where, similar to $t^{std}_k$, $t^{obs}_k$ stands for the observed first-breaks of the $k$th shot.

Figure 3 illustrates equation 12 schematically, i.e. the gradient produced by standard tomography. The first step on the left depicts the transpose of the $k$th Frechét derivative acting on the corresponding $k$th data residual. It implies a back-projection that takes place in the $z - r$ plane of a fixed $s$ position. The second step on the right is simply the summation operation in equation 12.

Figure 3.
The gradient produced by standard tomography. The solid curve indicates a shot-indexed characteristic.
[pdf] [png]

To derive the Frechét derivative matrix associated with DSR tomography, we first re-write equation 1 with definition 8

D_z t^{dsr} =
- \sqrt{w_s - D_s t^{dsr} \cdot D_s t^{dsr}}
- \sqrt{w_r - D_r t^{dsr} \cdot D_r t^{dsr}}\;,
\end{displaymath} (13)

where $w_s$ and $w_r$ are $w$ at sub-surface source and receiver locations, respectively. Note that in equation 13 $w$ appears twice. Thus a differentiation of $t^{dsr}$ with respect to $w$ must be carried out through the chain-rule:
J^{dsr} \equiv \frac{\partial t^{dsr}}{\partial w} =
\left.... w_r} \right\vert _{w_s}
\frac{\partial w_r}{\partial w}\;.
\end{displaymath} (14)

We recall that $w$ and $t^{dsr}$ are of different lengths. Meanwhile in equation 13, both $w_s$ and $w_r$ have the size of $t^{dsr}$. Clearly in equation 14 $\partial w_s / \partial w$ and $\partial w_r / \partial w$ must achieve dimensionality enlargement. In fact, according to Figure 1, $w_s$ and $w_r$ can be obtained by spraying $w$ such that $w_s (z,r,s) = w (z,s)$ and $w_r (z,r,s) = w (z,r)$. Therefore, $\partial w_s / \partial w$ and $\partial w_r / \partial w$ are essentially spraying operators and their adjoints perform stackings along $s$ and $r$ dimensions, respectively.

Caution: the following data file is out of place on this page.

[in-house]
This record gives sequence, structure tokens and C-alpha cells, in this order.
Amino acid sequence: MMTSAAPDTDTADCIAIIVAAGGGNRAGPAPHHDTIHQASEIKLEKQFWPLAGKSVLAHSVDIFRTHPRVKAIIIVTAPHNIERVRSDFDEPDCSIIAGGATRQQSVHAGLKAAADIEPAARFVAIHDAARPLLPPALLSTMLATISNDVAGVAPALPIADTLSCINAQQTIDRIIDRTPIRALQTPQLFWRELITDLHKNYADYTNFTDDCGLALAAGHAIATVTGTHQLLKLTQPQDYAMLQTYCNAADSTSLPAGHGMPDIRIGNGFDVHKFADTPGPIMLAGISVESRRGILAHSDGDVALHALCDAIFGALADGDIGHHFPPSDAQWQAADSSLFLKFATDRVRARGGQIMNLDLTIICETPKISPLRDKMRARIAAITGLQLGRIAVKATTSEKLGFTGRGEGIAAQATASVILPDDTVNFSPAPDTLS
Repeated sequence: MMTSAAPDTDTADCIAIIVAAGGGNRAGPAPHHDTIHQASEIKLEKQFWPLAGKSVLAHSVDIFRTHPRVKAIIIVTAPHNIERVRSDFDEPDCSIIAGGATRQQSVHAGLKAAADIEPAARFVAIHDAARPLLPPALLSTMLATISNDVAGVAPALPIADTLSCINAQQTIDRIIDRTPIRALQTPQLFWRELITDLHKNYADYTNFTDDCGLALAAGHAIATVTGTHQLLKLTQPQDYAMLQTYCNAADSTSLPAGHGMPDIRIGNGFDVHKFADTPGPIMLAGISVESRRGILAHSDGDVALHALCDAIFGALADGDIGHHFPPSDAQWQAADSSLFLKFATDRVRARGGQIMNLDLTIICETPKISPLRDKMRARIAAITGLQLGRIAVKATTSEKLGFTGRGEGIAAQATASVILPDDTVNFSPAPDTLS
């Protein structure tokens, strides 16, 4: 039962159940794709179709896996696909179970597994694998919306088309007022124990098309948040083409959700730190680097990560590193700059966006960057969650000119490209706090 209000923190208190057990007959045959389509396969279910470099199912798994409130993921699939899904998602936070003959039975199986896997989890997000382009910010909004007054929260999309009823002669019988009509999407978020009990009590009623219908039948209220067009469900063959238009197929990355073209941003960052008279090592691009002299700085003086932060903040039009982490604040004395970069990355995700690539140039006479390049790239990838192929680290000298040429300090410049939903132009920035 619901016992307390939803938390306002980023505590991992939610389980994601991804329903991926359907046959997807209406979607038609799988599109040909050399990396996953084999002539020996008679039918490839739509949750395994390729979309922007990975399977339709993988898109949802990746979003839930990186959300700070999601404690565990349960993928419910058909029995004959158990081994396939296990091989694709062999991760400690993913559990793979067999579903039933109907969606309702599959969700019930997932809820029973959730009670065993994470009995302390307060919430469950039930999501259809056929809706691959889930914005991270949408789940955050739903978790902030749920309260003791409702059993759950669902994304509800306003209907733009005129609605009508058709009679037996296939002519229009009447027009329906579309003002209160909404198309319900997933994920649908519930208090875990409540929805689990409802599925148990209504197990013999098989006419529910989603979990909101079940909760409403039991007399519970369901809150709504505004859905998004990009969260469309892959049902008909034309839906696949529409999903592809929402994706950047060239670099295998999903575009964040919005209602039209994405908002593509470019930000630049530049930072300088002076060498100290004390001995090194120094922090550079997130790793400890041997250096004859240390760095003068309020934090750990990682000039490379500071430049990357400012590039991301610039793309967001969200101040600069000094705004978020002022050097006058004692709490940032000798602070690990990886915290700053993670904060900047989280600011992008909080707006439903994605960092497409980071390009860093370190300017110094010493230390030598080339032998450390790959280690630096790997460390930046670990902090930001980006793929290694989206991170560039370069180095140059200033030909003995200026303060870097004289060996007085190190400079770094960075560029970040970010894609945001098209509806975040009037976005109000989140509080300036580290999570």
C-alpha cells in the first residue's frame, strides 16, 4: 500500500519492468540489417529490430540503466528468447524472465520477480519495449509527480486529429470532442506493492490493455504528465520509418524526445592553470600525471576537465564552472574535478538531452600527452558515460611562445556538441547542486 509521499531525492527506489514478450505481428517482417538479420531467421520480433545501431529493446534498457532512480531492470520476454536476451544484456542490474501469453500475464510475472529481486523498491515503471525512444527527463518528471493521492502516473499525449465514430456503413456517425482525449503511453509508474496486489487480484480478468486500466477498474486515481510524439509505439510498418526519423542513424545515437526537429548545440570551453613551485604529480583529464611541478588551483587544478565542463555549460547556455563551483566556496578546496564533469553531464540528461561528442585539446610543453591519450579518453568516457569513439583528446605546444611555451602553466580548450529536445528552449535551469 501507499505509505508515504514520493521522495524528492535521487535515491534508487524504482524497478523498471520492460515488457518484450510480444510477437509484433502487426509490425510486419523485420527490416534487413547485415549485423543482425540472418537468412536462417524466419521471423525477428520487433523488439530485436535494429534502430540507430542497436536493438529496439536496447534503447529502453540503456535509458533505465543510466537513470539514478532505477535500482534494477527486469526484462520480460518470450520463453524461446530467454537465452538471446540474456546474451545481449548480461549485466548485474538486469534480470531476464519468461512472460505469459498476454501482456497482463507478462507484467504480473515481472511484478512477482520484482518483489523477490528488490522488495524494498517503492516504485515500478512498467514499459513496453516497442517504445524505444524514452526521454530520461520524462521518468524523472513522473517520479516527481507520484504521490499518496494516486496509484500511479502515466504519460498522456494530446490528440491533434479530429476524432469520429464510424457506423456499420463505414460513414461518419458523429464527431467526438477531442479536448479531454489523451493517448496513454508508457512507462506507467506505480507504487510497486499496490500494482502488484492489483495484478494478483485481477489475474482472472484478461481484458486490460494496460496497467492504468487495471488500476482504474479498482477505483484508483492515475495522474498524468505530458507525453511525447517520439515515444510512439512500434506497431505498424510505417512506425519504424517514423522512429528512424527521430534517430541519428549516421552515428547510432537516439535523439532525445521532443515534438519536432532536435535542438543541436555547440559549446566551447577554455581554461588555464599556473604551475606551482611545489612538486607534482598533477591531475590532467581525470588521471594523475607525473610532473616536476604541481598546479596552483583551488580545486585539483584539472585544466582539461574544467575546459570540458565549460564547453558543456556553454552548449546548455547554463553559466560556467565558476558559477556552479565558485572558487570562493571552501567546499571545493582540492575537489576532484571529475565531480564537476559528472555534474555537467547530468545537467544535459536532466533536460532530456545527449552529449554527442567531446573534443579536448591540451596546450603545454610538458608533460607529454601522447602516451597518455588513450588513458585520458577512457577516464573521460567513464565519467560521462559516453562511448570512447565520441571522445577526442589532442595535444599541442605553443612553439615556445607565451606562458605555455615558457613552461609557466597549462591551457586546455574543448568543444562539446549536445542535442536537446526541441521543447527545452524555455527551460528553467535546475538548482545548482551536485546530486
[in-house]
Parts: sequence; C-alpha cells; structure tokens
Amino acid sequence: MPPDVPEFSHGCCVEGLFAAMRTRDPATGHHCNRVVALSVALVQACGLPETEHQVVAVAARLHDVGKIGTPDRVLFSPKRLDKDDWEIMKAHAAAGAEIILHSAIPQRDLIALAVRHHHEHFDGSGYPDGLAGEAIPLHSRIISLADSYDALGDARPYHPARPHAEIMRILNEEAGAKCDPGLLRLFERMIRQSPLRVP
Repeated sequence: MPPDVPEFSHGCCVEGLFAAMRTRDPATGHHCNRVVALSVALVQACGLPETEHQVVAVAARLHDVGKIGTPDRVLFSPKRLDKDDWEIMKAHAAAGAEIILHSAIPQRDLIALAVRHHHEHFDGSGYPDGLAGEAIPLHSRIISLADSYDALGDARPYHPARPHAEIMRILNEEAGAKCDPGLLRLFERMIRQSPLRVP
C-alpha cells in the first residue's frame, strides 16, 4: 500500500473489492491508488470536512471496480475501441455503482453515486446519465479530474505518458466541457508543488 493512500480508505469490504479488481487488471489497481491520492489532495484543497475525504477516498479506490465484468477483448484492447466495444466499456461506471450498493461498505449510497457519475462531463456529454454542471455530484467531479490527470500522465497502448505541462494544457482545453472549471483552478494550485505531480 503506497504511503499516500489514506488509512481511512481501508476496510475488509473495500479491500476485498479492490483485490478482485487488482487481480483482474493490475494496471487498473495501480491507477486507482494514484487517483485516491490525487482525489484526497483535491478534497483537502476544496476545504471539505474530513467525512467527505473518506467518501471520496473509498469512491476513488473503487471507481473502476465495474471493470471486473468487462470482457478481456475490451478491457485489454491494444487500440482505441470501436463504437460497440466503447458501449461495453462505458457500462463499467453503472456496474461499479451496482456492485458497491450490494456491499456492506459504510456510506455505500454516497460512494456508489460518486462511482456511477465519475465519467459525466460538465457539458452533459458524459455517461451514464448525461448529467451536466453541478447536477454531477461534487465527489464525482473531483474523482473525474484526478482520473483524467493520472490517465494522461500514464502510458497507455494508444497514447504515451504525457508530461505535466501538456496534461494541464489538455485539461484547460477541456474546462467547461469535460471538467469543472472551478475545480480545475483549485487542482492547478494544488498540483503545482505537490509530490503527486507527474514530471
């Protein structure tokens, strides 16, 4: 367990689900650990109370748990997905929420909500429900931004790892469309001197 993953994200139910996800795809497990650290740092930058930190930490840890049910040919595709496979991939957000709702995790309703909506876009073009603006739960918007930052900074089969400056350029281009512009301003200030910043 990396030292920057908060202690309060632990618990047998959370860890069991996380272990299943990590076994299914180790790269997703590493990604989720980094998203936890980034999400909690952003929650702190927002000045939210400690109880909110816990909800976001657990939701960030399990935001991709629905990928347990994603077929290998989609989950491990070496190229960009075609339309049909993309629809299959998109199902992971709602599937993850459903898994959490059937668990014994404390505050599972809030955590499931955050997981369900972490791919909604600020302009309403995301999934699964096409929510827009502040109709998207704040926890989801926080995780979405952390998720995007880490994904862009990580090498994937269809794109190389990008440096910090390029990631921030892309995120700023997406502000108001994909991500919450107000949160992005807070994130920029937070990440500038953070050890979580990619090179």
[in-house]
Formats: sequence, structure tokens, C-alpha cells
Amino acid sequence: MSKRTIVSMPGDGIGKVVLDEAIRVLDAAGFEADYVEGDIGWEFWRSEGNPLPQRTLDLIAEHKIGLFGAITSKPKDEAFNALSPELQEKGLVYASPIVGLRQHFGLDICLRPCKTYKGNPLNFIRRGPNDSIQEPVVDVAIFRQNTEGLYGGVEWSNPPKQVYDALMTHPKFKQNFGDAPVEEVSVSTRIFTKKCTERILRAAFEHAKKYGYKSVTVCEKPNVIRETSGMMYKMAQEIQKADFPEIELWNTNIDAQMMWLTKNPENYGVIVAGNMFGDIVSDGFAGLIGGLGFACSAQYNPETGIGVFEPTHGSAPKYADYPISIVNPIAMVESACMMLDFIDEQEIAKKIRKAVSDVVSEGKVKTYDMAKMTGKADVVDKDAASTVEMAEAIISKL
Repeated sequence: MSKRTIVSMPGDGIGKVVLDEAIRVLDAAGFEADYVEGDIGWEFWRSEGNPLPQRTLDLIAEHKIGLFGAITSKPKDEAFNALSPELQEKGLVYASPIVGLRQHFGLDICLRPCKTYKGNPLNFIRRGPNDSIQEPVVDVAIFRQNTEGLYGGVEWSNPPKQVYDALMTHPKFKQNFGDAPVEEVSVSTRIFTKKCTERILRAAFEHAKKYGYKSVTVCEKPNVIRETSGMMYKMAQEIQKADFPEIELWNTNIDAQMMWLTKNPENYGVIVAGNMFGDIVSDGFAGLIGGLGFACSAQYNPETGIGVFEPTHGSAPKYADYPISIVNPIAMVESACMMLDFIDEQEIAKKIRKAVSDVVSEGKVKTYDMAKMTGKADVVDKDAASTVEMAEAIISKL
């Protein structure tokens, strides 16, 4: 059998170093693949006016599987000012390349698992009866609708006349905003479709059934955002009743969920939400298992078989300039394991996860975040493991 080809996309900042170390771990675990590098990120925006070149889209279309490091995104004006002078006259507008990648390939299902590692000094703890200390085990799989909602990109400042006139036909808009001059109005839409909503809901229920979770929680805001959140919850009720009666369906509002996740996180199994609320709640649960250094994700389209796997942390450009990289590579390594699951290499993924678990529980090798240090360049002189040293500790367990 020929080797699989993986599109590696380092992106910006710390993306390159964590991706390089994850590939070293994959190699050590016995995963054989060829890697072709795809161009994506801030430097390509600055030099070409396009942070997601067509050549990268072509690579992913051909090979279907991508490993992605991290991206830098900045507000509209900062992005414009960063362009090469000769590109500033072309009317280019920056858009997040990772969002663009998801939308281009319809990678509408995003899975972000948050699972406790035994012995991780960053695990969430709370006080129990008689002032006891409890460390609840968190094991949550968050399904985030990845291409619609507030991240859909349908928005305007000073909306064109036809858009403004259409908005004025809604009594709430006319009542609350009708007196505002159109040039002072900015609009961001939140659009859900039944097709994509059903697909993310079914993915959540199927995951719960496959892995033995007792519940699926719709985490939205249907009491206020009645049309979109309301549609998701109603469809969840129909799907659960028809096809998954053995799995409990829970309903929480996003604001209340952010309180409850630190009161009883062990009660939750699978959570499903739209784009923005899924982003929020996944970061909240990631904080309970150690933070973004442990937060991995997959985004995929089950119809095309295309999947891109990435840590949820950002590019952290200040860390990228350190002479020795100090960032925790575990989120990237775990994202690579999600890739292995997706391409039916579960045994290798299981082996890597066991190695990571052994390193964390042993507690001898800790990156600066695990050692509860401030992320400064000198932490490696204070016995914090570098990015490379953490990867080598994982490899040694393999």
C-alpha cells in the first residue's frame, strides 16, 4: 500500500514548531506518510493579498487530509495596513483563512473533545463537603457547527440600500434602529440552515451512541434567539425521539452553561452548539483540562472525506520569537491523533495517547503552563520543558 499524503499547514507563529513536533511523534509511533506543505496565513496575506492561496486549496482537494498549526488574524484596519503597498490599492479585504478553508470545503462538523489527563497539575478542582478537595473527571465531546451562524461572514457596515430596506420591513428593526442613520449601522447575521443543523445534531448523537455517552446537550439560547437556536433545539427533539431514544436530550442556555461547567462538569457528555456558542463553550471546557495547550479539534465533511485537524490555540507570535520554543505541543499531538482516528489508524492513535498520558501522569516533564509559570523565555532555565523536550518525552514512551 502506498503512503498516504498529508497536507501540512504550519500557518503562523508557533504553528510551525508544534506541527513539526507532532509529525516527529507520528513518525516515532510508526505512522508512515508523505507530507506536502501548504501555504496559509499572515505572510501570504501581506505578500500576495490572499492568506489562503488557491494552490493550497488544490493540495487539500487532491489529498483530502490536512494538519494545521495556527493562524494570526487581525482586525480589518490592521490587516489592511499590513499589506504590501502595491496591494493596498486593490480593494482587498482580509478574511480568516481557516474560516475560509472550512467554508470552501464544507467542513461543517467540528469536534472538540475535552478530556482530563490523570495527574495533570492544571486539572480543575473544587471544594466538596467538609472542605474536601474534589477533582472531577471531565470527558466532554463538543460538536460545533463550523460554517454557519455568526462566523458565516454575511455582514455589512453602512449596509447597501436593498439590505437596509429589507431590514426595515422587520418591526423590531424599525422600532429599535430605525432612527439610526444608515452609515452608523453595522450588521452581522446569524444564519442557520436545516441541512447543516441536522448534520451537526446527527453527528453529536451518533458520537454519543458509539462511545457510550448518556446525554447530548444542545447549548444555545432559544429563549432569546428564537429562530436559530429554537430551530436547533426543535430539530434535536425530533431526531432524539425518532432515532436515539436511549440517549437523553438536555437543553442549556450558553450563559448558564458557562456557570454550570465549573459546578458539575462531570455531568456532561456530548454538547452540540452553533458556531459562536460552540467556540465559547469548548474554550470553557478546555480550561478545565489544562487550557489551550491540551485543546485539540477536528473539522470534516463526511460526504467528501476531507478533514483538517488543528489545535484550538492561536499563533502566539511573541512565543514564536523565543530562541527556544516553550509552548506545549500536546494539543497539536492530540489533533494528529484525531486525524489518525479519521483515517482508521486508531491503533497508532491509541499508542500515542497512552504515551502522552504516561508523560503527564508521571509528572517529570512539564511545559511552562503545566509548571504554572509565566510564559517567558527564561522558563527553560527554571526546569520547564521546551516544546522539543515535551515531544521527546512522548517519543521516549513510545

In Appendix B, we prove that $J^{dsr}$ has the following form:

J^{dsr} = B^{-1} (C_s + C_r)\;.
\end{displaymath} (15)

Combining equations 7 and 15 results in
\nabla_w E =
\left(\mathbf{C}_s^T + \mathbf{C}_r^T\right) \mathbf{B}^{-T}
(\mathbf{t}^{dsr} - \mathbf{t}^{obs})\;.
\end{displaymath} (16)

Note that unlike equation 12, equation 16 can not be expressed as an explicit summation over shots.

Figure 4 shows the gradient of DSR tomography. Similarly to the standard tomography, the gradient produced by equation 16 is a result of two steps. The first step on the left is a back-projection of prestack data residuals according to the adjoint of operator $B^{-1}$. Because $B$ contains DSR characteristics that travel in prestack domain, this back-projection takes place in $(z,r,s)$ and is different from that in standard tomography, although the data residuals are the same for both cases. The second step on the right follows the adjoint of operators $C_s$ and $C_r$ and reduces the dimensionality from $(z,r,s)$ to $(z,x)$. However, compared to standard tomography this step involves summations in not only $s$ but also $r$.

Figure 4.
The gradient produced by DSR tomography. The solid curve indicates a DSR characteristic, which has one end in plane $z = 0$ and the other in plane $s = r$. Compare with Figure 3.
[pdf] [png]